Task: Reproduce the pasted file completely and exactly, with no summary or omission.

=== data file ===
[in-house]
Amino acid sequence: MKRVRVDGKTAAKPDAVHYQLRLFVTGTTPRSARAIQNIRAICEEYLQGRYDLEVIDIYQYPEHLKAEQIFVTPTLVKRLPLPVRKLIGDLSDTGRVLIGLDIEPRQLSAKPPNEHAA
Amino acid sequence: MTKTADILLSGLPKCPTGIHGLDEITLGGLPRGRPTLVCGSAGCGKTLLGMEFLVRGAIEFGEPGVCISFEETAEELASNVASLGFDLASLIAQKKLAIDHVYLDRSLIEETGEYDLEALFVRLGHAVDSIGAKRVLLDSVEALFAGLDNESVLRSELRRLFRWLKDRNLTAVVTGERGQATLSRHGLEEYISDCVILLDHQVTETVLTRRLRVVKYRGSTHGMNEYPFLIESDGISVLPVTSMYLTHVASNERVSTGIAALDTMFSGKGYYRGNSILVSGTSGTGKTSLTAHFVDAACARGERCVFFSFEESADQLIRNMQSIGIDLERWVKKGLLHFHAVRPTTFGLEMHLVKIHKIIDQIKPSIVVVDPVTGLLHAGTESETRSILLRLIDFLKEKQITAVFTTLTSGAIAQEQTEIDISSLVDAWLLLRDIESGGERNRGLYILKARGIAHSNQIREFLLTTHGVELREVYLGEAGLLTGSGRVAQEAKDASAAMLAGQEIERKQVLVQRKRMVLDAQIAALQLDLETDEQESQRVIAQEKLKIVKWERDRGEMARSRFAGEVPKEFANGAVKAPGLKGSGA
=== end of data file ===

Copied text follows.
[in-house]
Amino acid sequence: MKRVRVDGKTAAKPDAVHYQLRLFVTGTTPRSARAIQNIRAICEEYLQGRYDLEVIDIYQYPEHLKAEQIFVTPTLVKRLPLPVRKLIGDLSDTGRVLIGLDIEPRQLSAKPPNEHAA
Amino acid sequence: MTKTADILLSGLPKCPTGIHGLDEITLGGLPRGRPTLVCGSAGCGKTLLGMEFLVRGAIEFGEPGVCISFEETAEELASNVASLGFDLASLIAQKKLAIDHVYLDRSLIEETGEYDLEALFVRLGHAVDSIGAKRVLLDSVEALFAGLDNESVLRSELRRLFRWLKDRNLTAVVTGERGQATLSRHGLEEYISDCVILLDHQVTETVLTRRLRVVKYRGSTHGMNEYPFLIESDGISVLPVTSMYLTHVASNERVSTGIAALDTMFSGKGYYRGNSILVSGTSGTGKTSLTAHFVDAACARGERCVFFSFEESADQLIRNMQSIGIDLERWVKKGLLHFHAVRPTTFGLEMHLVKIHKIIDQIKPSIVVVDPVTGLLHAGTESETRSILLRLIDFLKEKQITAVFTTLTSGAIAQEQTEIDISSLVDAWLLLRDIESGGERNRGLYILKARGIAHSNQIREFLLTTHGVELREVYLGEAGLLTGSGRVAQEAKDASAAMLAGQEIERKQVLVQRKRMVLDAQIAALQLDLETDEQESQRVIAQEKLKIVKWERDRGEMARSRFAGEVPKEFANGAVKAPGLKGSGA